Prose narration – descriptions of setting, of action – can similarly affect our perception of and emotional response to the story. Consider two brief passages, each describing the same actions (sorry for the quality of my example sentences – I’m coming up with these on the fly):

Version #1 Version #2
The rain-slick leaves left the tree like snowflakes, gently spinning to melt into the mud. Rain battered the leaves. Glop! Glop! Glop! And down into the mud.

Hopefully (if I’ve done my job right) the two example sentences establish an entirely different mood. The first is more laconic, gentler, quieter. While the second is harsher, more abrupt, and louder through the use of onomatopoeia. The events are identical, but the difference in voice puts the reader into a different frame of mind. Voice becomes the tool I use to control the reader’s response to a particular scene, passage, or sentence (even a particular word!). And like any tool, there are a variety of ways in which it can be applied.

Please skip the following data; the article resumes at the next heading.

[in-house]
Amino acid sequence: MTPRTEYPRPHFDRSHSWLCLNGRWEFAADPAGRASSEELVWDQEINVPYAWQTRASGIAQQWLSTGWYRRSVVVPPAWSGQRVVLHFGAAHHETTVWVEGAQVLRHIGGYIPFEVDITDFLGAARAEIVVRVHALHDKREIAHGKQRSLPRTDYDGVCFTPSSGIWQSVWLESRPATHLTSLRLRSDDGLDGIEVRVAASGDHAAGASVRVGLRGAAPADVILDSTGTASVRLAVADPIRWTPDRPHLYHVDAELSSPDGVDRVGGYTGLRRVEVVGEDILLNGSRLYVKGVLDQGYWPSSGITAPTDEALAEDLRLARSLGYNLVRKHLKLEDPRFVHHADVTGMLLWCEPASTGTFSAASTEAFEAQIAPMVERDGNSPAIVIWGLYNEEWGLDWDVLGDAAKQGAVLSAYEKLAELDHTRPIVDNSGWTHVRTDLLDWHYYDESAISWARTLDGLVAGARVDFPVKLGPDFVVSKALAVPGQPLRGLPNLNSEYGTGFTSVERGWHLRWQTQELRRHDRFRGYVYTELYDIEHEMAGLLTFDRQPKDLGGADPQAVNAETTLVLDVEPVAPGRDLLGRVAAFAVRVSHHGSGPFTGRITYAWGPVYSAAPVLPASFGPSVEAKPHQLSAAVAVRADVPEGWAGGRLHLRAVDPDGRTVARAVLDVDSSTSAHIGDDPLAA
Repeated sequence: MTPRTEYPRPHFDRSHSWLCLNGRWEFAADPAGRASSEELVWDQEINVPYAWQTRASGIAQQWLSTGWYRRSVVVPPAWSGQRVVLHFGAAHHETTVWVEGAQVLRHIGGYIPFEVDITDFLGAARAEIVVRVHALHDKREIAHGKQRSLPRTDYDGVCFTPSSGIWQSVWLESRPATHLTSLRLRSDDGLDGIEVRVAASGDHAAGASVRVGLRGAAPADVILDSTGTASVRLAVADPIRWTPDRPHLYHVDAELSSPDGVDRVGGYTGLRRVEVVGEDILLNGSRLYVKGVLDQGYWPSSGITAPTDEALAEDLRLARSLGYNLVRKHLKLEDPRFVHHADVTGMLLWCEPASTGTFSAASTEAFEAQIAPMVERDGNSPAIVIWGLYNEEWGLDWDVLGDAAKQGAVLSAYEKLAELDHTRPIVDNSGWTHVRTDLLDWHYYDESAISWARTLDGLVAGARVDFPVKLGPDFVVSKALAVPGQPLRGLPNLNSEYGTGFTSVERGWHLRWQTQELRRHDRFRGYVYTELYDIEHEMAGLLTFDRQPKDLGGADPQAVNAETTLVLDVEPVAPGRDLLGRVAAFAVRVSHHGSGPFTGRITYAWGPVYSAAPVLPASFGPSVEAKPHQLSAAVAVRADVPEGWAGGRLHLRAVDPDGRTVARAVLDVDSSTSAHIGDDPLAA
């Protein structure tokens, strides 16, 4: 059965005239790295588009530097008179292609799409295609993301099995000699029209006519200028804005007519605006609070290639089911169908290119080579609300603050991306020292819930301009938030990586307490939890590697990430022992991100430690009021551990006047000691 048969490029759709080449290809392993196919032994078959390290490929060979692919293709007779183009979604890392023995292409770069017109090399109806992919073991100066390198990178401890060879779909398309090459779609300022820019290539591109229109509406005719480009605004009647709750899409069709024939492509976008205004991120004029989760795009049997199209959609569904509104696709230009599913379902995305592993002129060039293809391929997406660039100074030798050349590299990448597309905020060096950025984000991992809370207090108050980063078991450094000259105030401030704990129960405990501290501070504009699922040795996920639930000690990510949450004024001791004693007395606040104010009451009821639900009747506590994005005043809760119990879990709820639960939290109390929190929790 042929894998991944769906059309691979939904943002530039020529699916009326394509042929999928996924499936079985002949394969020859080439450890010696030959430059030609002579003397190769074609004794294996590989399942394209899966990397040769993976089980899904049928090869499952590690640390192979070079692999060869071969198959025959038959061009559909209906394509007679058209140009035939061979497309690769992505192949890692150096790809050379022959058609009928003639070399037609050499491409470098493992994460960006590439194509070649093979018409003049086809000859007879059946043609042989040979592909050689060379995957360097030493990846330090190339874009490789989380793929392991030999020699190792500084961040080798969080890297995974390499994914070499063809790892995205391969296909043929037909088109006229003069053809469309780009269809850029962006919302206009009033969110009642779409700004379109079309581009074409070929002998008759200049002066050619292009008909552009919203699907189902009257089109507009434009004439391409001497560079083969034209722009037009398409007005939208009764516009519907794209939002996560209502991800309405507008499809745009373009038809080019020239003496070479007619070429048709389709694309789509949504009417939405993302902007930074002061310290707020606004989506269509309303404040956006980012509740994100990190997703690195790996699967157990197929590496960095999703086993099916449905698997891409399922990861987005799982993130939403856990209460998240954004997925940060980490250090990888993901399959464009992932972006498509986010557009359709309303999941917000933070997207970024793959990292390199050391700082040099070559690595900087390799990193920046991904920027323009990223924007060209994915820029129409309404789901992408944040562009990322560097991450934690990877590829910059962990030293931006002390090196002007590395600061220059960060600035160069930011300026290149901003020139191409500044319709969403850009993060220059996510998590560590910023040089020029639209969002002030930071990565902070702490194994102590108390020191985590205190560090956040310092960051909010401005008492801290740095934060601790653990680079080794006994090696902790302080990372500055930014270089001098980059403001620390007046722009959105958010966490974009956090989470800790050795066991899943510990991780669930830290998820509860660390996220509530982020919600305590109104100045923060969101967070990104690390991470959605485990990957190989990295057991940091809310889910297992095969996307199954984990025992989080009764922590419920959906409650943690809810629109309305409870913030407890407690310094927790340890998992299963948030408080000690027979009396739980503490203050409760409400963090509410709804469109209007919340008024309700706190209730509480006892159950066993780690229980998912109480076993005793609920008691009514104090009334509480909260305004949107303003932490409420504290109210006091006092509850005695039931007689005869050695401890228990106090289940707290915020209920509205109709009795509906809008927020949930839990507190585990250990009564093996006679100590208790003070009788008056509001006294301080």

Purpose and Function Applied: Techniques for Controlling Voice

The range of control that we choose to exert over voice lies on a spectrum. At one end is banally utilitarian prose – the bland monotone of “Dick and Jane run after the ball.” On the other end we find the inimitable mastery of Nabokov, whose fine-grain manipulation of voice makes its inner workings invisible to the reader. Most of us operate somewhere between these two extremes employing a variety of techniques that are universal:

Perspective as a Window to Voice
Every one of us uses perspective to imbue our story with voice, whether consciously or not. In terms of purpose, the choice between first, close third, omniscient third, or the rare second-person narration has an immediate and major impact on the reader’s relationship to the story.